A specter recalling Charleston’s infamous, slave-holding past is said to haunt the rooms of this bed and breakfast. Legend holds that the spirit, affectionately named George, was enslaved by the family that originally constructed this house. After his parents were sold to a Virginia planter, the young George remained here. In an attempt to reach his parents, George stole a rowboat but drowned in Charleston Harbor.

The story cannot be corroborated, though the spirit’s antics continue. Patrons have reported feeling small feet walking on their beds sometimes accompanied by the sound of a whip cracking. One couple had the doors to their armoire open and close on their own accord throughout the night.

Sources

  • Brown, Alan. Haunted South Carolina. Mechanicsburg, PA: Stackpole Books, 2010.
  • Buxton, Geordie & Ed Macy. Haunted Charleston. Charleston, SC: History Press, 2004.
  • Caskey, James. Charleston’s Ghosts: Hauntings in the Holy City. Savannah, GA: Manta Ray Books, 2014.

“The glory that was the Poinsett”—Greenville, South Carolina

Westin Poinsett Hotel
120 South Main Street
Greenville, South Carolina

N. B. I first covered the Poinsett in “A Carolina Cornucopia,” published 9 January 2012, and that article was republished under “‘Twas the Night Before Halloween–Recycled Revenants,” 30 October 2017. This article has been revised and expanded.

The Greenville News mourned the loss of the Mansion House hotel in its February 3, 1924 edition. With a headline reading that the “Passing of the Mansion House recalls interesting local history,” the article notes that the hundred-year-old building saw many distinguished visitors pass through its doors. Statesman John C. Calhoun was such a frequent visitor that room 32 was known as the Calhoun Room and generally reserved just for him. The article ends by extolling the virtues of the Mansion House with hope that the million-and-a-half-dollar hotel that replaces it will “acquire the reputation that was enjoyed by its predecessor…and Greenville of another hundred years will look backward to the glory that was the Poinsett.”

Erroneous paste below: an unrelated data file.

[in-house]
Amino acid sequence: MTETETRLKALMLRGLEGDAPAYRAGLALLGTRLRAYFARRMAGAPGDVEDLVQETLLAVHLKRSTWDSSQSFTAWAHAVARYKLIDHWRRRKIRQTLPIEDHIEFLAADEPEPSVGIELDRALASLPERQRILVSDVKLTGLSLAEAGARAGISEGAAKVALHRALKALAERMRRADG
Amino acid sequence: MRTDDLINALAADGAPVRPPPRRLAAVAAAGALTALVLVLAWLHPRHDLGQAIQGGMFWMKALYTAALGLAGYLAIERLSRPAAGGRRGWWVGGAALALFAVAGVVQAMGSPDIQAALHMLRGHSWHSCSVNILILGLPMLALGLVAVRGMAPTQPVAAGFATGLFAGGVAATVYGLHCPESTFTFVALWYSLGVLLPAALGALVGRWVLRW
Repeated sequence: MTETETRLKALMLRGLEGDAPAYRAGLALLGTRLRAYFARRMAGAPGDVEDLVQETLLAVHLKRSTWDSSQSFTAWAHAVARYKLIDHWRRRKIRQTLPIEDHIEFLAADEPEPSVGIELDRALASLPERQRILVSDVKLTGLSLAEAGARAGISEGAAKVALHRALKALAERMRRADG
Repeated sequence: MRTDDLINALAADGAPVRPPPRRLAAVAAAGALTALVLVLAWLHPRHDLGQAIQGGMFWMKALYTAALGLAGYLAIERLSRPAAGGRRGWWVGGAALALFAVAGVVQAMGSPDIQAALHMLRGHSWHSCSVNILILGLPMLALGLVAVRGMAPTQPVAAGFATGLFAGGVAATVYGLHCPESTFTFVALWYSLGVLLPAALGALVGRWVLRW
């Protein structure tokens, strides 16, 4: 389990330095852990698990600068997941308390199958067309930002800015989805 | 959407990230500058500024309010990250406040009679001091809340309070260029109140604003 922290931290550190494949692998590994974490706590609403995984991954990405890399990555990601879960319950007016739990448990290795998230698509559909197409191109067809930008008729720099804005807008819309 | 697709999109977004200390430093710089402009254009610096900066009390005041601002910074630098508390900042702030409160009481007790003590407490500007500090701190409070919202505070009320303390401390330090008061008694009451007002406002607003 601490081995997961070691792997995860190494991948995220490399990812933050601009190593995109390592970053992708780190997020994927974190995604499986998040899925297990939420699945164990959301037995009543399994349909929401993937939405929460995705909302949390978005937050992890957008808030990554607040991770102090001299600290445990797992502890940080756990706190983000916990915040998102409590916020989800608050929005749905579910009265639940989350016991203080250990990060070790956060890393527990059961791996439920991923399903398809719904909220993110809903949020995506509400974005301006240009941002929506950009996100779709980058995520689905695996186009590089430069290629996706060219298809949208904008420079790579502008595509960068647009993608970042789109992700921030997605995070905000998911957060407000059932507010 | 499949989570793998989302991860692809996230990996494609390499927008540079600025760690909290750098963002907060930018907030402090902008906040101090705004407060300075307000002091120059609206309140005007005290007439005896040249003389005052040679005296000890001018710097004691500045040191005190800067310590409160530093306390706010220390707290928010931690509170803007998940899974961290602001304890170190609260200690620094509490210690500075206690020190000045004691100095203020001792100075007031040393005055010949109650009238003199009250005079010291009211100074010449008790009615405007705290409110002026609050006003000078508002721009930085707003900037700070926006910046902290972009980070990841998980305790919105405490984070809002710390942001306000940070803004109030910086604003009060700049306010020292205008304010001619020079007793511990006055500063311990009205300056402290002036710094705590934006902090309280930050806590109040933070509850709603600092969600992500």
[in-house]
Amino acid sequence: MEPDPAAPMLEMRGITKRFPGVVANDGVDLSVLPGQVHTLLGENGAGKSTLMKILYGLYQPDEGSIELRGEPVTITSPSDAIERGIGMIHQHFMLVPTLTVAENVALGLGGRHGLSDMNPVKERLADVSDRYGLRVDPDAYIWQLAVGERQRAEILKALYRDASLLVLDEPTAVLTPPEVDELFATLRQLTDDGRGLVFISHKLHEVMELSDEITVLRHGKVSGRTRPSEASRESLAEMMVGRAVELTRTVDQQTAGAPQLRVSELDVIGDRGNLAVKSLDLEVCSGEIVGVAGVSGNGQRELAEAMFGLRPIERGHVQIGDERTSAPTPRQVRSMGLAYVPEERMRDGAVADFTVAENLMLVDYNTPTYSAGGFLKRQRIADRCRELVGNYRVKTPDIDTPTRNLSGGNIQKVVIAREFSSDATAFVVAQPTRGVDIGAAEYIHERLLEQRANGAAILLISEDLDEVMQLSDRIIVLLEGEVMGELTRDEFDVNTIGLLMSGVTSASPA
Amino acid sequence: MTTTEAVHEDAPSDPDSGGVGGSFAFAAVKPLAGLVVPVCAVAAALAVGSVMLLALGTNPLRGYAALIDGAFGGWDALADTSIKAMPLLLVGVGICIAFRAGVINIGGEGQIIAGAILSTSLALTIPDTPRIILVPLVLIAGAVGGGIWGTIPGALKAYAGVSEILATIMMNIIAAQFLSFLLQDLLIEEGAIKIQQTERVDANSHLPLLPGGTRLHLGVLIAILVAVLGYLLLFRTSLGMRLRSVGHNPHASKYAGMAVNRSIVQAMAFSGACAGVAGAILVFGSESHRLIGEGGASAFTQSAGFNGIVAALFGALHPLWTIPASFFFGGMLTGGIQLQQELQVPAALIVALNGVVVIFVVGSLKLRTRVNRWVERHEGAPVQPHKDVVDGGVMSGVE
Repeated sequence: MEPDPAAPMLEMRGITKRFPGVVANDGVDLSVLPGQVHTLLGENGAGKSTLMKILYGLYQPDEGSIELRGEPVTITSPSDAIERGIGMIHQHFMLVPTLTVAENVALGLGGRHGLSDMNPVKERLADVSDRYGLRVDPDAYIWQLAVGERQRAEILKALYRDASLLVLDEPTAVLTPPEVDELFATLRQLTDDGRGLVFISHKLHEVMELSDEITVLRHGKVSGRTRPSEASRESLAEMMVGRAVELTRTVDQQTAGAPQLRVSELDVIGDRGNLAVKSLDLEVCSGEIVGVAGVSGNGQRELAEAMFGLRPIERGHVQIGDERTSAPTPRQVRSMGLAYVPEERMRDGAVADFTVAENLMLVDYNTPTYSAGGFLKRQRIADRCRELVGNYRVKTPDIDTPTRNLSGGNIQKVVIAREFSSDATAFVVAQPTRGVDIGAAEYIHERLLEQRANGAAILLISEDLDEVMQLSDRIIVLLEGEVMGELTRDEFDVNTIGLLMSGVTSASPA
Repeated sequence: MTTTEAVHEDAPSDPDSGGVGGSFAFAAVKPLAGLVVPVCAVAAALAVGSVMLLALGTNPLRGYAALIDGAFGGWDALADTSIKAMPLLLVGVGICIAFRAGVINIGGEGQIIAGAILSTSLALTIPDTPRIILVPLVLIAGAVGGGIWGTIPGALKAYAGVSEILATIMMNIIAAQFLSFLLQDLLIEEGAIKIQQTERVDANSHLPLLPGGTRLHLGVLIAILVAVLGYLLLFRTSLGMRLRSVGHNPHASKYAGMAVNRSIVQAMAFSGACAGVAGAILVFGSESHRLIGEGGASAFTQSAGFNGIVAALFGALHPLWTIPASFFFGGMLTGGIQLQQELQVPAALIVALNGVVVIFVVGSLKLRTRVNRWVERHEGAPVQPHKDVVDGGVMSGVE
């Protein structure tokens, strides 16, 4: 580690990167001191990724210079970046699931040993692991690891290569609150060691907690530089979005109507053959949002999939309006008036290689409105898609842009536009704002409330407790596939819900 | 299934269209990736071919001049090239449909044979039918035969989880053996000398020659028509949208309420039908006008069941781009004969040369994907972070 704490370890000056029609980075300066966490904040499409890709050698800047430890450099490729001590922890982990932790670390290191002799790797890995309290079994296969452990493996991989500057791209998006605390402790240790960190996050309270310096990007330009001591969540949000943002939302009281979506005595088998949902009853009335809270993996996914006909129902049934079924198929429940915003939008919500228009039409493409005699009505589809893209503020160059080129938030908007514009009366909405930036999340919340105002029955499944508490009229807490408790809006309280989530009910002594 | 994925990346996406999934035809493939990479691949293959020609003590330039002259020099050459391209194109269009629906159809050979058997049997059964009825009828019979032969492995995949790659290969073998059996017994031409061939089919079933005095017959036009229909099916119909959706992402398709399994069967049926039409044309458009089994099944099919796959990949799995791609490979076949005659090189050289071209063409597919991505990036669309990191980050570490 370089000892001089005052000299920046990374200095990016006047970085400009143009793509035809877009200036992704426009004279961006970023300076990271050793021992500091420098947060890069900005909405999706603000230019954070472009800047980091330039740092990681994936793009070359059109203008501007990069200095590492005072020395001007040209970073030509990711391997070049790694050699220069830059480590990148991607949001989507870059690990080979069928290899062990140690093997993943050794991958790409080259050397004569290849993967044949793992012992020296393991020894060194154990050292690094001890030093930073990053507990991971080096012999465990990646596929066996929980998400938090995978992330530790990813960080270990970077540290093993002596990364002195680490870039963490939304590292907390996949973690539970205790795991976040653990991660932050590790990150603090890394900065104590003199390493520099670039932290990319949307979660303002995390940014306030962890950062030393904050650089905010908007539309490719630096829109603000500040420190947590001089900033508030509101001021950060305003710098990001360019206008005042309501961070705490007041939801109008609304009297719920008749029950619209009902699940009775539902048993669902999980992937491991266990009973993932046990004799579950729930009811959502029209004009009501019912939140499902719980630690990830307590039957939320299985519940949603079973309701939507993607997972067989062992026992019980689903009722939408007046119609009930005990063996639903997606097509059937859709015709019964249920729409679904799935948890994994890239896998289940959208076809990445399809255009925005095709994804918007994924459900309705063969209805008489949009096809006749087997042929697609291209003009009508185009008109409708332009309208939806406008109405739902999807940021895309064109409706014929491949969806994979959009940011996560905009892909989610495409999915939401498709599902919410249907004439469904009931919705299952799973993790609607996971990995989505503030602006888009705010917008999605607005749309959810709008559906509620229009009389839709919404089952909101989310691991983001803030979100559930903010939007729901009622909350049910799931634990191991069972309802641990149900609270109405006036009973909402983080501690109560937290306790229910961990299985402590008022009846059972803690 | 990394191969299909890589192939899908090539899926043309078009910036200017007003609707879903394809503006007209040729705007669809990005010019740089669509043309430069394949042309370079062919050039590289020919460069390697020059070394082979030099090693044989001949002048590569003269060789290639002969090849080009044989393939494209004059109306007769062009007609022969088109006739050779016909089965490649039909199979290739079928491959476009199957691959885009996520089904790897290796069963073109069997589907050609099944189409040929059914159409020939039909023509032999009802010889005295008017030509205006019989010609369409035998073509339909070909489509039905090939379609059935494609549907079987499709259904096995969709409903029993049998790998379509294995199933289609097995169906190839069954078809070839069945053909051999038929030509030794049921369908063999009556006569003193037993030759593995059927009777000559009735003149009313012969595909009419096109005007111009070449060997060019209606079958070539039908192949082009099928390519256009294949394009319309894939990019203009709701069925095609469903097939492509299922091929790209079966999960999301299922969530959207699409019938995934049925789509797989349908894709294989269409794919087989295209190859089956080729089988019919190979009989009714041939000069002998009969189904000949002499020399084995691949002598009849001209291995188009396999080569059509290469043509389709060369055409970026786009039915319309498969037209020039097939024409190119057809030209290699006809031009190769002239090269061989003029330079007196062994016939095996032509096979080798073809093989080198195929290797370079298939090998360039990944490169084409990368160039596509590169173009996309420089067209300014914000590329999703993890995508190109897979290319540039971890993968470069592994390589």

advertisement Poinsett Hotel Greenville South Carolina haunted ghost 1925
An advertisement from The Greenville News for an evening of dancing held at the Poinsett Hotel in 1925.

In June 1925, the Poinsett Hotel opened its doors with a reception, dinner, and dance as locals and visitors alike examined the glittering 12-story skyscraper. The hotel’s developers had hired William Lee Stoddart, one of the leading architects at that time, to design the building. Stoddart’s reputation was primarily built on his designs for hotels and offices, many of which were scattered throughout the South. Designs included the Winecoff Hotel (now The Ellis Hotel) in Atlanta, the Francis Marion Hotel in Charleston, the Lord Baltimore Hotel in Baltimore, and the John Sevier Hotel in Johnson City, Tennessee (all of which are known to be haunted). The hotel’s name honored one of the state’s favorite sons, Joel Roberts Poinsett, the Charleston-born statesman, politician, and diplomat.

Poinsett Hotel Greenville South Carolina haunted ghost
Poinsett Hotel, 2017, by Upstateherd. Courtesy of Wikipedia.

Despite its brilliant opening, the hotel struggled to succeed until J. Mason Alexander took over the reins of the business in 1930. During his 30-year tenure, the hotel began to turn a profit becoming a fixture in the city. However, the glory that was the Poinsett had faded by the mid-1970s as business left for motels and chain hotels on the outskirts of the town. The hotel closed its doors in 1975 and sat dormant until it was acquired by a developer and renovated for use as a retirement home. For a decade, the grand dame hosted aging grand dames and gentlemen, though management was plagued with problems including fire code violations. In the January 1, 1987 edition of The Greenville News, the grand dame said farewell in a picture story. For 13 years, the abandoned structure attracted the homeless and thrill seekers.